Philanthropy and the family-owned business

December 14, 2009
| By Ellie Frey |
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Let me introduce myself: My name is Ellie Frey and I am the new director of the Family Business Alliance. The FBA’s vision is that the members of every family business in West Michigan have the strategies, tools and techniques to succeed generation to generation.

I am often asked by the next generation of family-owned businesses about the role of philanthropy within a family. According to national statistics, confirmed by Grand Valley State University’s Family Owned Business Institute study of West Michigan businesses, 80-90 percent of businesses identify themselves as a family business. It’s safe to assume that a lot of philanthropic dollars are created by the success of these businesses.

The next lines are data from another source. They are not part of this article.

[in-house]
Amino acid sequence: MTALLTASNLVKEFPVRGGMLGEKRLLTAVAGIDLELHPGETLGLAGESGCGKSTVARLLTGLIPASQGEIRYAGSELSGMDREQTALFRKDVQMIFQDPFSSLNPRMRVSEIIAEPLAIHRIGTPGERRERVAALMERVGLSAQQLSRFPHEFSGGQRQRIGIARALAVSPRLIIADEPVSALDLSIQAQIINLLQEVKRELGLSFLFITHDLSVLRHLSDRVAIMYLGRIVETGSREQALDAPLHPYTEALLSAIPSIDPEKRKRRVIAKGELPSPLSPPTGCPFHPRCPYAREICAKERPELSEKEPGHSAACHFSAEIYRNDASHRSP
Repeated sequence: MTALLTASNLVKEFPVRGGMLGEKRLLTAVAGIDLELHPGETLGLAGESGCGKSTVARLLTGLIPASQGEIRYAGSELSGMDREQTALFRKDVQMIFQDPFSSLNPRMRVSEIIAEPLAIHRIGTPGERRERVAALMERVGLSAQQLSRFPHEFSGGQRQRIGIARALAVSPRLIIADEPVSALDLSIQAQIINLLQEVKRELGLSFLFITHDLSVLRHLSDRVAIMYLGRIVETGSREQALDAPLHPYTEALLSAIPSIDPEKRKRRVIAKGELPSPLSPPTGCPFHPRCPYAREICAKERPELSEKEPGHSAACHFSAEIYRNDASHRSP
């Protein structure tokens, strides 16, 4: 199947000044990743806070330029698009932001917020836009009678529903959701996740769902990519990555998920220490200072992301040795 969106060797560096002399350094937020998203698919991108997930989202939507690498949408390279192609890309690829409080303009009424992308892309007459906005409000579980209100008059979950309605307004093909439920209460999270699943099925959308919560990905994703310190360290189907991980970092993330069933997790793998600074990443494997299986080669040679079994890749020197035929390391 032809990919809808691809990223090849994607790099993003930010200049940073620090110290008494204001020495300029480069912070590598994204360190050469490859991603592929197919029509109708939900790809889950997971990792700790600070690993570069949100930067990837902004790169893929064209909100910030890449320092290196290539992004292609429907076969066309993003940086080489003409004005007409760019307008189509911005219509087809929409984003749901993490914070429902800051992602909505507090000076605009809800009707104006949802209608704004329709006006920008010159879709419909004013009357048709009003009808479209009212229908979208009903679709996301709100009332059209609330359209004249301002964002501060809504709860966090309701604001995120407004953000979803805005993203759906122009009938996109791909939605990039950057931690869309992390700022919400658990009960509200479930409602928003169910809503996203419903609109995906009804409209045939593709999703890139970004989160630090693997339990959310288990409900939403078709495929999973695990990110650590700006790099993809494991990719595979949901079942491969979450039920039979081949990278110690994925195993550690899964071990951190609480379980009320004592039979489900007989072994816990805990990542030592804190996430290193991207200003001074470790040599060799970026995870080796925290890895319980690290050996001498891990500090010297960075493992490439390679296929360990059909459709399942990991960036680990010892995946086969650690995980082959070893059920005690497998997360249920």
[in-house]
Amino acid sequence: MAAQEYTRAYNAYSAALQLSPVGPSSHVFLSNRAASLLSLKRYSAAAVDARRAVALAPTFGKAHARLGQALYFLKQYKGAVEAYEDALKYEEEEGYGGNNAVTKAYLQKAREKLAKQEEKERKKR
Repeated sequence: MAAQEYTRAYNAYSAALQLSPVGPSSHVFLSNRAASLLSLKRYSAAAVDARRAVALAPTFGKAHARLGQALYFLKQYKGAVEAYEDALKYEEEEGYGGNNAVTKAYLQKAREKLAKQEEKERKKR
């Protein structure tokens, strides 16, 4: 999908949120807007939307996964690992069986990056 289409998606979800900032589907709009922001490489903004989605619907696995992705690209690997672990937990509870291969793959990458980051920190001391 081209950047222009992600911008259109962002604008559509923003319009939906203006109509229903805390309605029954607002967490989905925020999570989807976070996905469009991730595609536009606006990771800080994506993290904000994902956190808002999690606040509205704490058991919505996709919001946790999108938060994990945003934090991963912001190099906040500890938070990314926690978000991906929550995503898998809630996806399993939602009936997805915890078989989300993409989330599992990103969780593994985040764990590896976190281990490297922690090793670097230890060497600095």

Being a third-generation member of a local family foundation established by my grandparents in 1974 and endowed in 1988, I can attest to the value of philanthropy in a family business. The money used to fund the foundation came from the worlds of banking and insurance; our family went from having a business in which several family members worked hard, to a multi-generational family philanthropy business in which almost everyone in the family participates. We have 13 family members, not including the amazing staff, around the boardroom table.